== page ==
Scientists have provided the first-ever picture of our extinct relatives, the Denisovans. All of us know that in ancient times, Denisovans resided with Neanderthals, and both species interbred at some point. Around ten years ago, scientists excavated Denisova Cave located in southern Siberia. At the time, they had found fossils of an ancient human community, Denisovans. Currently, we have very few clues regarding the lives of the Denisovans – a lower jaw, a pinky bone, and three teeth. The latest research provides a physical re-creation of the ancient humans relying on a genetic proof. Scientists from the Hebrew University, Jerusalem, have rebuilt the structure of the Denisovan skeleton.
Besides, Israeli scientists have designed a new technique, DNA methylation, which uses ancient DNA for recreation of fossils. During the research, they have withdrawn DNA samples from the little finger of a woman. Scientists surmise the lady survived between 74-82,000 years ago. Two professors from the Hebrew University have led the study, David Gokhman, and Liran Carmel. As per prof. Carmel, Denisovans mostly looked like Neanderthals, but in some aspects, they often seem like us. Besides, in various traits, they reveal uniqueness. Now, it is clear that Denisovans not only appeared like Neanderthals; but they also shared attributes with humans.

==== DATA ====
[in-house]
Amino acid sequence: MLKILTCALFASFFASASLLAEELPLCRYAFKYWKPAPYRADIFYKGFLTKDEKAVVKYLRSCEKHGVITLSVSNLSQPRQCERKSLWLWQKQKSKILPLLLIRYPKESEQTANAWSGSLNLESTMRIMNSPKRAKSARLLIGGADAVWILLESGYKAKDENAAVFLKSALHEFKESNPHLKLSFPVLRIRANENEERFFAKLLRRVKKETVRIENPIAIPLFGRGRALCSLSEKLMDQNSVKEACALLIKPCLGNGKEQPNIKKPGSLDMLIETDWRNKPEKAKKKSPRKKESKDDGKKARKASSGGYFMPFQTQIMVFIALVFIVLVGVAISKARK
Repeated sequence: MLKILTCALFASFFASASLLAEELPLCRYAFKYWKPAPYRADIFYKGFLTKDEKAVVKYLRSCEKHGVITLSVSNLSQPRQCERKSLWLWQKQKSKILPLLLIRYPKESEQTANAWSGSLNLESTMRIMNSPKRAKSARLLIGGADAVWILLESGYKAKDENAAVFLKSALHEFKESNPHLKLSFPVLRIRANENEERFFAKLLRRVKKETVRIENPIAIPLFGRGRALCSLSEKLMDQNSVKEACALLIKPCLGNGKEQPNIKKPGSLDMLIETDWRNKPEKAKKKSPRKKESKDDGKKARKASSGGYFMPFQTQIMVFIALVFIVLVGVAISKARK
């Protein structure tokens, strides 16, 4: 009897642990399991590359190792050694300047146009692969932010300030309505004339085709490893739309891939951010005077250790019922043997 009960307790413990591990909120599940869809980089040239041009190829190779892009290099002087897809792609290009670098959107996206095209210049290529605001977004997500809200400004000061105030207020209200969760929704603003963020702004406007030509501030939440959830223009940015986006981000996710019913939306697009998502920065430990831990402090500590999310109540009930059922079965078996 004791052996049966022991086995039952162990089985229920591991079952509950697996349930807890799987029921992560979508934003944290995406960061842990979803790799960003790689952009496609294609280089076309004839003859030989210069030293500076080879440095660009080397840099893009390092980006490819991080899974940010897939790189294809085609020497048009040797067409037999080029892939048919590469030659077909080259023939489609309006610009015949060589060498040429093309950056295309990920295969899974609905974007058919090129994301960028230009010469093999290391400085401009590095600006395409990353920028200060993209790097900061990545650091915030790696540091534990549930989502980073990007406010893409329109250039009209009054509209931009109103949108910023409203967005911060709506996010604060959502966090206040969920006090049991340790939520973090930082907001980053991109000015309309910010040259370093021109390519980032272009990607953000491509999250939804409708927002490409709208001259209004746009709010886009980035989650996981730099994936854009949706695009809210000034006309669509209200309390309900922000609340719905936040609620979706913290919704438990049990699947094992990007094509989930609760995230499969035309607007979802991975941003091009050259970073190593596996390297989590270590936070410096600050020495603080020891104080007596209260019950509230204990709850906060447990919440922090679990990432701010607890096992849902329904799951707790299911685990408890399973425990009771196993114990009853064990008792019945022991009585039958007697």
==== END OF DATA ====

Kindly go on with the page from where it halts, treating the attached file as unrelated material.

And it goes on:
The study highlights Denisovans had a projecting, broad face along with wide lips and a remarkably weak or no chin. Carmel noted it is a complex process to start from a DNA sequence and stop it with a structural profile. In contrast, the team has redesigned the look of the Denisovans after three years of exploring the trends of chemical changes in their DNA. They have compared these patterns to those of the Neanderthals’ DNA, and modern humans. All in all, researchers have found 56 structural aspects in which Denisovans differ from Neanderthals or modern man. Even more, the skull has 34 different features. In the future, the scientists hope their DNA methylation technique can assist rebuild features and solve mysteries that cannot be cleared by analyzing fossils. The team has published their finding in the journal Cell Press.